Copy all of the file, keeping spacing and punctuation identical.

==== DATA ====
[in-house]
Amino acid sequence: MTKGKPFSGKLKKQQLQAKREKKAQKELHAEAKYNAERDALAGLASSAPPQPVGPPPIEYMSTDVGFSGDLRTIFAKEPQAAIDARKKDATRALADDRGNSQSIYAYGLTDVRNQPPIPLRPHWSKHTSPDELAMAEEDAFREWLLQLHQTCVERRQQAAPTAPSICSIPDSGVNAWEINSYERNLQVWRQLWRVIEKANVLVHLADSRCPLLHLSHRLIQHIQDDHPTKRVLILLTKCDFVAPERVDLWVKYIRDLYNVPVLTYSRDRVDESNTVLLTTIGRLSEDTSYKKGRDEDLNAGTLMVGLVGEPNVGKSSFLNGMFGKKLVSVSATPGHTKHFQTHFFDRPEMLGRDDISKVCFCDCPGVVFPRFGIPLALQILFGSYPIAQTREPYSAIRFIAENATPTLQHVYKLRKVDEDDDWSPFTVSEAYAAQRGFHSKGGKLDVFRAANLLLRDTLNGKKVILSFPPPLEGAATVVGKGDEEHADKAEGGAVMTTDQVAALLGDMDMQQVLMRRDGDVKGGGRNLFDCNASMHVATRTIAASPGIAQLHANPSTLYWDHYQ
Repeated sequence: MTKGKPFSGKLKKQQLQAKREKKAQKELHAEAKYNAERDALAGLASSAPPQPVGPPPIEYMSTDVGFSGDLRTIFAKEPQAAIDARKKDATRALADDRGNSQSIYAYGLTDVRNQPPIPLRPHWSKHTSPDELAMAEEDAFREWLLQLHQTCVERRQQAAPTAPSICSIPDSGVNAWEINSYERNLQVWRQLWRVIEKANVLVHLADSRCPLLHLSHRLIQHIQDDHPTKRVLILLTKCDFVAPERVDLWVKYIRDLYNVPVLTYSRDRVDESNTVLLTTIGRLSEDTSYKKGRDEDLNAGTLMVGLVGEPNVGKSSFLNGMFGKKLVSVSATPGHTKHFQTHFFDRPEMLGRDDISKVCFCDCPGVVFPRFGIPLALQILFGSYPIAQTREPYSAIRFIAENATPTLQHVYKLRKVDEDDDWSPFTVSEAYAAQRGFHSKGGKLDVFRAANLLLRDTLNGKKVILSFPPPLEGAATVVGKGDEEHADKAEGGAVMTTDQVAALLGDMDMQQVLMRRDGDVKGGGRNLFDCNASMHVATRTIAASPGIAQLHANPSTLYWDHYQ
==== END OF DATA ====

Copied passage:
[in-house]
Amino acid sequence: MTKGKPFSGKLKKQQLQAKREKKAQKELHAEAKYNAERDALAGLASSAPPQPVGPPPIEYMSTDVGFSGDLRTIFAKEPQAAIDARKKDATRALADDRGNSQSIYAYGLTDVRNQPPIPLRPHWSKHTSPDELAMAEEDAFREWLLQLHQTCVERRQQAAPTAPSICSIPDSGVNAWEINSYERNLQVWRQLWRVIEKANVLVHLADSRCPLLHLSHRLIQHIQDDHPTKRVLILLTKCDFVAPERVDLWVKYIRDLYNVPVLTYSRDRVDESNTVLLTTIGRLSEDTSYKKGRDEDLNAGTLMVGLVGEPNVGKSSFLNGMFGKKLVSVSATPGHTKHFQTHFFDRPEMLGRDDISKVCFCDCPGVVFPRFGIPLALQILFGSYPIAQTREPYSAIRFIAENATPTLQHVYKLRKVDEDDDWSPFTVSEAYAAQRGFHSKGGKLDVFRAANLLLRDTLNGKKVILSFPPPLEGAATVVGKGDEEHADKAEGGAVMTTDQVAALLGDMDMQQVLMRRDGDVKGGGRNLFDCNASMHVATRTIAASPGIAQLHANPSTLYWDHYQ
Repeated sequence: MTKGKPFSGKLKKQQLQAKREKKAQKELHAEAKYNAERDALAGLASSAPPQPVGPPPIEYMSTDVGFSGDLRTIFAKEPQAAIDARKKDATRALADDRGNSQSIYAYGLTDVRNQPPIPLRPHWSKHTSPDELAMAEEDAFREWLLQLHQTCVERRQQAAPTAPSICSIPDSGVNAWEINSYERNLQVWRQLWRVIEKANVLVHLADSRCPLLHLSHRLIQHIQDDHPTKRVLILLTKCDFVAPERVDLWVKYIRDLYNVPVLTYSRDRVDESNTVLLTTIGRLSEDTSYKKGRDEDLNAGTLMVGLVGEPNVGKSSFLNGMFGKKLVSVSATPGHTKHFQTHFFDRPEMLGRDDISKVCFCDCPGVVFPRFGIPLALQILFGSYPIAQTREPYSAIRFIAENATPTLQHVYKLRKVDEDDDWSPFTVSEAYAAQRGFHSKGGKLDVFRAANLLLRDTLNGKKVILSFPPPLEGAATVVGKGDEEHADKAEGGAVMTTDQVAALLGDMDMQQVLMRRDGDVKGGGRNLFDCNASMHVATRTIAASPGIAQLHANPSTLYWDHYQ